Manufacturers take great care to ensure lenses will produce minimal distortion, so that straight lines in a scene will be captured straight in the image. With fisheye lenses, however, they forego this approach.
To shoot a dynamic action shot with a fisheye lens and a flashgun
Time: 30 minutes
Skill level: Intermediate
Kit needed: DSLR, fisheye lens, flashgun, wireless trigger, tripod or light stand
The result is extreme distortion, with curvature that gets more pronounced the further things are from the centre of the frame.
The widest fisheyes can capture a 180-degree view, but these are the circular kind that produce a circular image surrounded by black. The diagonal fisheye lenses are less wide but produce a more practical rectangular image. The 10.5mm lens we used here gives a rectangular image and offers 180 degrees across the diagonals of the frame.
A fisheye is a specialist lens, and you wouldn’t want to use it every day, but it can give images a dynamic feel that’s ideal for certain subjects, like sports. It’s also the kind of look that will benefit from moody off-camera flash. Here’s how to get started.
Which type of fisheye lens do you need?
Broadly speaking there are two kinds of fisheye: those that produce a circular image surrounded by black, and those that give more image, but less field of view. The Nikon DX AF Fisheye-Nikkor 10.5mm f/2.8G ED (opens in new tab) used here is designed for crop-sensor cameras. A 16mm fisheye may be a better option if you use a full-frame camera (opens in new tab). A good fisheye doesn’t come cheap, so it might be one to rent or borrow before you buy. If you’re on a tighter budget, there are also good third-party options, like the Sigma 10mm f/2.8 EX DC (opens in new tab) and Samyang 8mm f/3.5 UMC (opens in new tab).
Step-by-step guide: On your bike
1. Find unusual angles
Find an unusual angle to make the most of the fisheye effect. For our shot, James lay down on the ground and composed it so that the path and rails are at the edges of the frame, where the curvature is most extreme.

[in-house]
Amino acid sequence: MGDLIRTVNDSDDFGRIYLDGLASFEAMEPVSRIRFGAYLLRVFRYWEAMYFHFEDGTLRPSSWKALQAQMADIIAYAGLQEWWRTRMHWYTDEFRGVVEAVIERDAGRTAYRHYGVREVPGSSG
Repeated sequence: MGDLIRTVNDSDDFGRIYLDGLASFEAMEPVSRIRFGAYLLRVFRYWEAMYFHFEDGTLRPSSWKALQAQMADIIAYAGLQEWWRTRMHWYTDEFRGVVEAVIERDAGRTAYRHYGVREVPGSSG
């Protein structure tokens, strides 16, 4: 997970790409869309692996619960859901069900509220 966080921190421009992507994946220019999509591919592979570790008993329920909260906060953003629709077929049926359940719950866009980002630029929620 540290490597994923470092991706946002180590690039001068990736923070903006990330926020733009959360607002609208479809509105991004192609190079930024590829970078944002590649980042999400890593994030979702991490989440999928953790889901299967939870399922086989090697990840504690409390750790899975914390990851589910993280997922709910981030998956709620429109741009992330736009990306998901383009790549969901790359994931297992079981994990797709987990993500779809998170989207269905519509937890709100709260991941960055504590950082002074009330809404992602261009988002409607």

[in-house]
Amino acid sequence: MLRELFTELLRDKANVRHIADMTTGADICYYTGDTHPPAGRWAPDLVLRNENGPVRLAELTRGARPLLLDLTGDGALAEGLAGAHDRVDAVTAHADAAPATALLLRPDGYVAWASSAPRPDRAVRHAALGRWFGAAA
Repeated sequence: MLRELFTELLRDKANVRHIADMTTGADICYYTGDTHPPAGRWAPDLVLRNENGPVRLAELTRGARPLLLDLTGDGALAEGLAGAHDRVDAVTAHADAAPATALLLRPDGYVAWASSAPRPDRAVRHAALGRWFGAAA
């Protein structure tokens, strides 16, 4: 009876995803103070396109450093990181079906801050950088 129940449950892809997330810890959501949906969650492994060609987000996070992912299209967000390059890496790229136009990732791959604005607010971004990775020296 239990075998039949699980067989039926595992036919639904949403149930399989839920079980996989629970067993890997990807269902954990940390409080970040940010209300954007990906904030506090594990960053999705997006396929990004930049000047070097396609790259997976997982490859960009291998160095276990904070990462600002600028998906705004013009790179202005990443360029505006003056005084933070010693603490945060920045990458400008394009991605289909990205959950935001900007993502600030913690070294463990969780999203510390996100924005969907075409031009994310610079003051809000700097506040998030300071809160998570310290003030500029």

2. Get in close
It’s best to use a fisheye lens really close to your subject. The minimum focusing distance on our 10.5mm is just 3cm, so we had to wait until the bike wheel passed a few inches from the lens before firing the shutter.
3. Light with flash
A flash set to Manual at ¼ power and fired by a wireless trigger lights the subject from the side. You can see the burst in the top-left corner of the image – a happy accident that shows the extreme angle of view.
Unwanted fisheye distortion is a cinch to correct in Lightroom – simply click ‘Enable Profile Corrections’ in the Lens Correction panel
4. Exposure information
When using off-camera flash, it’s usually best to put your camera in Manual mode. We set a shutter speed of 1/250sec and a sensitivity of ISO 400, and used that as our starting point. As the apparent depth of field with fisheyes is huge, even an aperture of f/5.6 gives near front-to-back sharpness.
Key skills: When to pull out the fisheye
1. Curvy architecture
Fisheyes can come in handy for architectural shots, especially for scenes where the curvature adds something extra to the composition. It is possible to correct the distortion with software like Photoshop, but we think the distortion is part of the charm.
2. Funny portraits
A fisheye is a lens to pull out of the kitbag if you want to try a funny portrait or pet photo. Framing the head in close to the lens will give you an unusual, distorted angle of the subject. It’s also great if you like to shoot video with your camera, as you can go for extreme angles.
Read more: 8 bizarre lenses you can use with DSLRs and mirrorless cameras (opens in new tab)